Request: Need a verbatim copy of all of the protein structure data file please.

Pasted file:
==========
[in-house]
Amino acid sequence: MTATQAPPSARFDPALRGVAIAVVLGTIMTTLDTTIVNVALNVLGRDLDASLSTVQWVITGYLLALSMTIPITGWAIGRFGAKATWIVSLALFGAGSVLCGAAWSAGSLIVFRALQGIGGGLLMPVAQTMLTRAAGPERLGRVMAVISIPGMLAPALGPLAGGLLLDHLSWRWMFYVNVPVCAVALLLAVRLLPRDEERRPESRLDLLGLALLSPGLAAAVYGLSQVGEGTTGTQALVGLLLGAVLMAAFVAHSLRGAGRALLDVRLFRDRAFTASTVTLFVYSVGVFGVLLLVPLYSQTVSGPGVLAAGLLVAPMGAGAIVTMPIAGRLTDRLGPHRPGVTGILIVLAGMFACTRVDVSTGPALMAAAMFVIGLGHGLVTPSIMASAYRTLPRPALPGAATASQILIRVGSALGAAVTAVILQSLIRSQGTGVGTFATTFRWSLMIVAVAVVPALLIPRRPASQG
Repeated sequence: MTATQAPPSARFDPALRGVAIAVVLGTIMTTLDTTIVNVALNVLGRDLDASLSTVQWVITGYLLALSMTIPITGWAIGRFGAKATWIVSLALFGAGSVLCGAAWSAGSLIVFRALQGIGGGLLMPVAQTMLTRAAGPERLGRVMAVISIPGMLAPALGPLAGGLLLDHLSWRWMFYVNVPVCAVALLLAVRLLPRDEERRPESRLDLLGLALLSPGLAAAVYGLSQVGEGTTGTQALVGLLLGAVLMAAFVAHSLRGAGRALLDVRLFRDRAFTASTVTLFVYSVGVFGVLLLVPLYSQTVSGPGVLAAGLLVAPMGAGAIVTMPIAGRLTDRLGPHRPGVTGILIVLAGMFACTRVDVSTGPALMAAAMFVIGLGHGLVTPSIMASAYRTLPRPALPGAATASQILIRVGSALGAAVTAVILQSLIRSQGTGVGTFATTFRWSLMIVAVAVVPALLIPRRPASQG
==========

[in-house]
Amino acid sequence: MTATQAPPSARFDPALRGVAIAVVLGTIMTTLDTTIVNVALNVLGRDLDASLSTVQWVITGYLLALSMTIPITGWAIGRFGAKATWIVSLALFGAGSVLCGAAWSAGSLIVFRALQGIGGGLLMPVAQTMLTRAAGPERLGRVMAVISIPGMLAPALGPLAGGLLLDHLSWRWMFYVNVPVCAVALLLAVRLLPRDEERRPESRLDLLGLALLSPGLAAAVYGLSQVGEGTTGTQALVGLLLGAVLMAAFVAHSLRGAGRALLDVRLFRDRAFTASTVTLFVYSVGVFGVLLLVPLYSQTVSGPGVLAAGLLVAPMGAGAIVTMPIAGRLTDRLGPHRPGVTGILIVLAGMFACTRVDVSTGPALMAAAMFVIGLGHGLVTPSIMASAYRTLPRPALPGAATASQILIRVGSALGAAVTAVILQSLIRSQGTGVGTFATTFRWSLMIVAVAVVPALLIPRRPASQG
Repeated sequence: MTATQAPPSARFDPALRGVAIAVVLGTIMTTLDTTIVNVALNVLGRDLDASLSTVQWVITGYLLALSMTIPITGWAIGRFGAKATWIVSLALFGAGSVLCGAAWSAGSLIVFRALQGIGGGLLMPVAQTMLTRAAGPERLGRVMAVISIPGMLAPALGPLAGGLLLDHLSWRWMFYVNVPVCAVALLLAVRLLPRDEERRPESRLDLLGLALLSPGLAAAVYGLSQVGEGTTGTQALVGLLLGAVLMAAFVAHSLRGAGRALLDVRLFRDRAFTASTVTLFVYSVGVFGVLLLVPLYSQTVSGPGVLAAGLLVAPMGAGAIVTMPIAGRLTDRLGPHRPGVTGILIVLAGMFACTRVDVSTGPALMAAAMFVIGLGHGLVTPSIMASAYRTLPRPALPGAATASQILIRVGSALGAAVTAVILQSLIRSQGTGVGTFATTFRWSLMIVAVAVVPALLIPRRPASQG